Wide-Area File Services for Windows

Despite continual improvement in storage technologies, dealing with storage and remote sites remains a thorn in the side of many administrators. Concerns about cost, security, excessive exposure of proprietary business data, and overall maintenance (backup and management) of offsite data are problems that have yet to find broadly accepted solutions.

In high-latency situations, most applications--and particularly Windows-based applications--deal poorly with storage. Typically, applications expect a latency that's no worse than the latency that's characteristic of a LAN. When faced with the long latencies often encountered in WAN environments, many applications appear to hang or simply time out while doing large data transfers. The nature of the Common Internet File System (CIFS) means that even something as simple as saving a file, although it looks like a single action to the user, actually requires a conversation between the application and the storage location. Files must be divided into packets for transmission, and the application and the storage system need to exchange messages to acknowledge and verify that packets are being transmitted and the file is being saved.

This ongoing traffic is what makes Windows applications perform poorly over WAN connections. Consequently, most Windows shops make sure that local copies of business data are available to remote or branch offices so that user traffic doesn't have to go out over the WAN. Those organizations then just back up or update the remote server that houses the copy of the corporate data. However, this approach makes it difficult to propagate changes to the data in real time, and remote users are always a little behind the curve either in acquiring the latest corporate data or in updating the main-office database. Maintaining multiple copies of data is the antithesis of the portal approach that Microsoft advocates with Windows SharePoint Services and Microsoft SharePoint Portal Server 2003 and their integration with Microsoft Office, yet Office is among the applications whose performance deteriorates the most when they're forced to deal with excessive storage latency.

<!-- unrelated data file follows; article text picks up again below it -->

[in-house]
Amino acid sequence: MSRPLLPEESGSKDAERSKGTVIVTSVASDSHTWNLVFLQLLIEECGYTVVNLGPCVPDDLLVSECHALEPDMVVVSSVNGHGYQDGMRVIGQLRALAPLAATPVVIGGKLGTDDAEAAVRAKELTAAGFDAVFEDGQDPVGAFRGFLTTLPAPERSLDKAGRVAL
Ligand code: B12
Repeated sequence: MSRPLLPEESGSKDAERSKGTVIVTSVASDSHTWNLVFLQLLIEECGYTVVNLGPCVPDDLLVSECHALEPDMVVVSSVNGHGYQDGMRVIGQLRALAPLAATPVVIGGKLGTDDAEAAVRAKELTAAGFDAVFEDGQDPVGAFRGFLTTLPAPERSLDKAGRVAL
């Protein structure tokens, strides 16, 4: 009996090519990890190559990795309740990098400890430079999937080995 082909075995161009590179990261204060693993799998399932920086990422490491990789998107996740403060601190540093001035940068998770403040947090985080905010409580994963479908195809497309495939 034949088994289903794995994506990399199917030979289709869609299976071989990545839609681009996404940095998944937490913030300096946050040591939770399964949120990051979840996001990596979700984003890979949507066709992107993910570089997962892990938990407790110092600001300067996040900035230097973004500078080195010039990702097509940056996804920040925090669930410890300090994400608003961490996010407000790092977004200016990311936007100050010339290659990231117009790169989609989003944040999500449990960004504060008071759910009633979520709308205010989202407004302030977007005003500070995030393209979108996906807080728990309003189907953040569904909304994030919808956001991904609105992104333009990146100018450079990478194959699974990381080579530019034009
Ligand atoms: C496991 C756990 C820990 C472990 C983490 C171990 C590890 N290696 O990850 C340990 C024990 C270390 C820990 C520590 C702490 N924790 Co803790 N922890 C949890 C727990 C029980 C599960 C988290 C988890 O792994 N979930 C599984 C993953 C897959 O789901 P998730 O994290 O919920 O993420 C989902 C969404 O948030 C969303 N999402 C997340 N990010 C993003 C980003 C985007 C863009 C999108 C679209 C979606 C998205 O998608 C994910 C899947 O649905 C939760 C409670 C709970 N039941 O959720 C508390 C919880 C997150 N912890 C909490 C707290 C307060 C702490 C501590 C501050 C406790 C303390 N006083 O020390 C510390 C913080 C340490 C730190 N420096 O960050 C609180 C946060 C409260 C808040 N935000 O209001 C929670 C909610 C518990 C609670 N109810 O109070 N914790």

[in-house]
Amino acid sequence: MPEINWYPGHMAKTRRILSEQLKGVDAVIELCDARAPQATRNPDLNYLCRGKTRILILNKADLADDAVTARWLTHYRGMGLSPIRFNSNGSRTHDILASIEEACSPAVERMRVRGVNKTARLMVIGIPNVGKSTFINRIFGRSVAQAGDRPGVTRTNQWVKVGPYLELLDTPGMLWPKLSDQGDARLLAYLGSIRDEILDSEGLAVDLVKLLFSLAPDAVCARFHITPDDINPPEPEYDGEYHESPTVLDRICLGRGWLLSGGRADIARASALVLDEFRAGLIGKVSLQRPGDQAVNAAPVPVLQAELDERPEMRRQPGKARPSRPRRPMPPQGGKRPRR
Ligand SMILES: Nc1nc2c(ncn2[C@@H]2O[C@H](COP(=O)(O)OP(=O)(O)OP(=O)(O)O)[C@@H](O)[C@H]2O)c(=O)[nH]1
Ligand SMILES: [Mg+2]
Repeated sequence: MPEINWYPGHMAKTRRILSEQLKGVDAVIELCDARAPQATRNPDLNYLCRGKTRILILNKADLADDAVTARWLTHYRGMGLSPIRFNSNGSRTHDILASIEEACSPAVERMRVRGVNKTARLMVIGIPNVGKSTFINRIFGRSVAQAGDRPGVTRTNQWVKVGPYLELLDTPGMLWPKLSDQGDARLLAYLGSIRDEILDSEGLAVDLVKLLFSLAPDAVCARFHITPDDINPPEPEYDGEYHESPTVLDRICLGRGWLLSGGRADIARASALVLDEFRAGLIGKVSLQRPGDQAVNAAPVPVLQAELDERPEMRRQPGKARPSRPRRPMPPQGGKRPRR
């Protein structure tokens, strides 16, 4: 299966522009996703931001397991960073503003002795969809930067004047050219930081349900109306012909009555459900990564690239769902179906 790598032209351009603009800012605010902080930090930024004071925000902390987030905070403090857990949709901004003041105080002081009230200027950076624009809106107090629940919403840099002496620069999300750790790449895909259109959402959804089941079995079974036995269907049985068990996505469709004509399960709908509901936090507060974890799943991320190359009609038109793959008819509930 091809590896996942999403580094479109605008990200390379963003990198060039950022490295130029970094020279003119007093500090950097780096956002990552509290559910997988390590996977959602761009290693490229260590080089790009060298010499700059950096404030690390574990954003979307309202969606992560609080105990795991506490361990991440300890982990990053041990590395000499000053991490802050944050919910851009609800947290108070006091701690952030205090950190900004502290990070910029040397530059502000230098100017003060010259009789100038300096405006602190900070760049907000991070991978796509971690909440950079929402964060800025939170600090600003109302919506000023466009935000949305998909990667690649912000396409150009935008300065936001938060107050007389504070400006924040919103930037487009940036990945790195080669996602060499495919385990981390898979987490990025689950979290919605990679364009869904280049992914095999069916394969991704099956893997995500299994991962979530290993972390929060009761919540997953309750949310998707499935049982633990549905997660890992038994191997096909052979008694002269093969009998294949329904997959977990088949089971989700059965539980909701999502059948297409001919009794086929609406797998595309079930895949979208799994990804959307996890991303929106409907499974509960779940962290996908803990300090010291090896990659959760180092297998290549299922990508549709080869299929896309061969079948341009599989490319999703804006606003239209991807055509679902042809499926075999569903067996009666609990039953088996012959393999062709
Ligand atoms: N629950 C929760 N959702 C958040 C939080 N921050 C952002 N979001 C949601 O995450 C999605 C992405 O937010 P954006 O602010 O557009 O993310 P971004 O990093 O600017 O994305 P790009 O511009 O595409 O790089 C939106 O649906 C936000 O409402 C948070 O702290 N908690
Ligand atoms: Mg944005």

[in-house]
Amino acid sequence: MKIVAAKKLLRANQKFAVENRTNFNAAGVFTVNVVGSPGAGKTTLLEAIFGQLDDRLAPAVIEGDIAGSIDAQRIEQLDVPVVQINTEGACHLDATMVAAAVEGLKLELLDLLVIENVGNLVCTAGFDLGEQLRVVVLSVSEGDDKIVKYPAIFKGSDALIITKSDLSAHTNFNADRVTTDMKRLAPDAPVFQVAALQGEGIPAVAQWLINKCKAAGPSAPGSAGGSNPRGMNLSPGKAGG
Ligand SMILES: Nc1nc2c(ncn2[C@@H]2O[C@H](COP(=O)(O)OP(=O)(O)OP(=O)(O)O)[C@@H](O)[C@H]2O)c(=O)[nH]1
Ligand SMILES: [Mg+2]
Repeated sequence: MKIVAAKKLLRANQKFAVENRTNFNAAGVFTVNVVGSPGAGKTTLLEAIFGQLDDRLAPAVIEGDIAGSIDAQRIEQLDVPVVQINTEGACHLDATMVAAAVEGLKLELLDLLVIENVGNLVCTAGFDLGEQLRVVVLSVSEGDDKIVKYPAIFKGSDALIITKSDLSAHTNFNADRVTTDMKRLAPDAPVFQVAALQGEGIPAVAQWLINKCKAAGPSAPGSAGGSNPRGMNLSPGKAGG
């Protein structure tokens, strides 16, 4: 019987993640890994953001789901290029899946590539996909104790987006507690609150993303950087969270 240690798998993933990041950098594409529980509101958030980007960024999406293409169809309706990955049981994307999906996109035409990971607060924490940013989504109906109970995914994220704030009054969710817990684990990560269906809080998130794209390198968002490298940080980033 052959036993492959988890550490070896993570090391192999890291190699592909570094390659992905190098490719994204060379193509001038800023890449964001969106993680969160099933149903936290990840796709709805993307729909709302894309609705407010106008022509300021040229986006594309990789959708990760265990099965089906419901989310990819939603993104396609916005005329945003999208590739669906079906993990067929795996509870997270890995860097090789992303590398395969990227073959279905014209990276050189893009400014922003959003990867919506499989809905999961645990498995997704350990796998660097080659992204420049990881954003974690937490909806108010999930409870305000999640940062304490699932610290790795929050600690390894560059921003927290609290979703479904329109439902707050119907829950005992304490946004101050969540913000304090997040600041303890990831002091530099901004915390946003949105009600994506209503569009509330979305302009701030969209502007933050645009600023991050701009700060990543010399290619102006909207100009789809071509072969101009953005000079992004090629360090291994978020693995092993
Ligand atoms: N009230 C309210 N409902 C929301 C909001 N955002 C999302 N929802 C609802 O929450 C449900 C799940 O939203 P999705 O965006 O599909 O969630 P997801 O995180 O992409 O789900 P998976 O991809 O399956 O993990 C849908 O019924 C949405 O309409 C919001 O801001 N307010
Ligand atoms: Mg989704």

The goal of wide-area file services is to give remote offices LAN-speed access to corporate data without requiring copies of data or the additional management that they necessitate. Often based on some form of DFS, wide-area file services are in the early stages of development and adoption, with few proven viable solutions in the market--and until recently, no product for use with Windows Server.

But earlier this month, Tacit Networks (see URL below) announced that its cutting-edge wide-area file services solution would support Windows Storage Server 2003. Tacit's iShared appliance lets storage managers deploy one device at each remote location to give the users at that site data-access performance similar to the performance that main-office LAN users enjoy.

In addition to being simpler than installing dedicated servers at each remote location, the appliance approach gives corporations a solution that can be centrally managed, provides everything from flow control to file compression, improves the experience of remote users, and increases the efficiency of existing WAN links. In scenarios in which data needs to be refreshed regularly at each office, the appliances can be prepopulated (i.e., necessary data can be pushed to the appliance before remote users request it), further cutting down on WAN traffic. And all data is managed as if it resides only on the home office network--users don't need to be aware of what the appliance is doing.

Tacit built its technology in the Linux environment, and the iShared appliance is the first product to transparently support wide-area file services for both Linux and Windows Storage Server 2003 users. If you're responsible for dealing with remote or branch offices, you need to understand wide-area file services, because you'll most likely come to use them. Taking a look at the technologies that Tacit's iShared product uses is a good place to start.


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